Yeah maybe you’re right, this record is a total mid-life crisis record. Maybe its a facing your mortality kind of record. I think before I was ever a musician I was a music fan. So I watched bands, I studied bands, I was a nerd about bands. We’re in a place now that if we’re still going to be relevant, we still have to connect with people. And that involves not getting too comfortable. Finding a place where you’re always kind of pushing yourself. I think where age plays a role, I’m no longer sprinting toward the finish line. I’m now in a marathon. I’m pacing myself and I’m really comfortable where Rise Against is. I’m really happy with who we are and what we do and where we are as a band. And when you settle into that, you can finally enjoy it and I want to enjoy it. I want to be present for it. I’m not sure I’ve been entirely present for all the years, and I think now I’m ready to sit back and enjoy this thing we’ve created.
What was happening in those years that you weren’t present?
I think it was just the job. I didn’t go to college or prepare for this role. I just fell into this then all of a sudden someone wanted to interview me and cared about what I thought. We were on a stage and people were listening to our records and I was supposed to put on a compelling performance. All of that was something I wasn’t prepared for. You’re just kind of making it up as you go along in a lot of ways. Oh, I guess this is an interview! Oh, I guess this is a show! This is us headlining and doing photo shoots. This is us signing a contract to do this, to go to a big studio and have people spend money on us to make punk rock music for a living. I always just barely had my head above water. It’s taken me this long to be ready for any kind of spotlight. In the meantime I was just trying to fake it. Now I feel like I’m no longer treading water. I’m more comfortable with it and feel more in control. We can do this on our terms now. We can put a record out when we want, we can tour when we want to tour. This is our dream and that can be anything we want it to be.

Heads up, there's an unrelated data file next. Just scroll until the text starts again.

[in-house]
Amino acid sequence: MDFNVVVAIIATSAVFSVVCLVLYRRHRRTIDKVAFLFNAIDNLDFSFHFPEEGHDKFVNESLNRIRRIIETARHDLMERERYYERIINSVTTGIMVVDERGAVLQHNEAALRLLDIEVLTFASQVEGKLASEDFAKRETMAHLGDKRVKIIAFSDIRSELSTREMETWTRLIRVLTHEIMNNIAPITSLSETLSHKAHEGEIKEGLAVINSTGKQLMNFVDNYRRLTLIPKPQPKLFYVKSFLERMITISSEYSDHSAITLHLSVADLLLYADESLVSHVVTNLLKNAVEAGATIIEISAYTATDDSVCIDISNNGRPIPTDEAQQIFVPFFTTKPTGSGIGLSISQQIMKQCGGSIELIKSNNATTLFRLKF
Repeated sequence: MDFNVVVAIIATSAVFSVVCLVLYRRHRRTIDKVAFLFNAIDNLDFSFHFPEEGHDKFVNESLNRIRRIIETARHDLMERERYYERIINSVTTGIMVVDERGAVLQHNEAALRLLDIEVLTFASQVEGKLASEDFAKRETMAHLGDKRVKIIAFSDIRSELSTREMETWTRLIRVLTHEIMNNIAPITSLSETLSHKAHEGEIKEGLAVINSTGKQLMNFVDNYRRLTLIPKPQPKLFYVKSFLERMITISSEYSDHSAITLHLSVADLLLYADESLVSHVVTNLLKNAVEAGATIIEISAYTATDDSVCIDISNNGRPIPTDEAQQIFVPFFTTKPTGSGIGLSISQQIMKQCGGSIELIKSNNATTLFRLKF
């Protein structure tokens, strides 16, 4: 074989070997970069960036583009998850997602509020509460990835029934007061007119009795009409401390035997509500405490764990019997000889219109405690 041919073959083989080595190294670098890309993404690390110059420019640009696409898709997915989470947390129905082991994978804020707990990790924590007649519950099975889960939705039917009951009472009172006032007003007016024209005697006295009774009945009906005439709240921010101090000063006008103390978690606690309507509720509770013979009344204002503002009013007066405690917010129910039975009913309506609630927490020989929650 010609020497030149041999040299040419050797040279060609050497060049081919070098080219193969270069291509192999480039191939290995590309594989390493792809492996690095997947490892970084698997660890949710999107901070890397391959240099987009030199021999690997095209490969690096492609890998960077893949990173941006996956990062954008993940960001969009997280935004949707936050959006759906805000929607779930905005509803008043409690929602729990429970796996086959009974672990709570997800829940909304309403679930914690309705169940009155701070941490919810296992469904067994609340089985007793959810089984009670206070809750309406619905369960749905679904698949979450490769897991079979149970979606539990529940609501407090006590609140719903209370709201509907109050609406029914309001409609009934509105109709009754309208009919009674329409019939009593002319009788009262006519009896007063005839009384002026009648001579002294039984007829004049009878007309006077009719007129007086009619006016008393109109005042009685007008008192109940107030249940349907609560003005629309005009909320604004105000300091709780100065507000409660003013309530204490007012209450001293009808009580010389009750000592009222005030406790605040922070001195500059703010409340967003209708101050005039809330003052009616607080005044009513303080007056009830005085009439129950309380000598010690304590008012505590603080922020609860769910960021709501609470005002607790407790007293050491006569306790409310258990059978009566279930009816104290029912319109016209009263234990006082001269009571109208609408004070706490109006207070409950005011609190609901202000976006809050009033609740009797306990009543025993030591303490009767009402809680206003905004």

Is it safe to say that the new album focuses on the personal just as much as the political?
Yeah, Rise Against has always looked a little more outward, and this one is a little more inward. It’s a little more introspective. This record is more of a self reflection I guess.
And are there key events in your life since Endgame which really influenced the album lyrically?
To me it was the time and the distance we took from touring and recording. In the big picture it wasn’t really that long at all – maybe a year, year and a half. But it’s the longest time we’ve taken away from this. We went away to go spend time with our friends and family. Take a little time from the band so we get a little perspective so when we come back to it, it won’t be like we have to. We’ll come back to it because we want to. And we walked into that studio hungrier that we would have if it had been six months prior.
Did you have a chance to try anything in the studio that you hadn’t done before?
Nothing too crazy. We’re still a punk rock band at heart. You’re not going to see us plugging laptops in on stage or getting a DJ. We have a few strings to kick the record off but that’s something we did before. The only stuff we did different was nerdy things like different amplifiers and different guitars and things we hadn’t used before to go for different tones and that kind of thing. Other than that, we try to create different things using the same tools over and over. I think that’s where we’re most comfortable.
Are we going to see you again in Australia quite soon?
Yeah! We have a couple things that have been proposed to us for early 2015. Hopefully we’ll get to know about those for sure soon and I’ll be able to report back. But the fact that it’s been so long since we were in Australia is something we are keenly aware of. And we have such an amazing and devoted fan base in Australia and that’s not something to take for granted. There’s a whole community that has embraced our band down there and it’s been too long. We can’t wait to get back.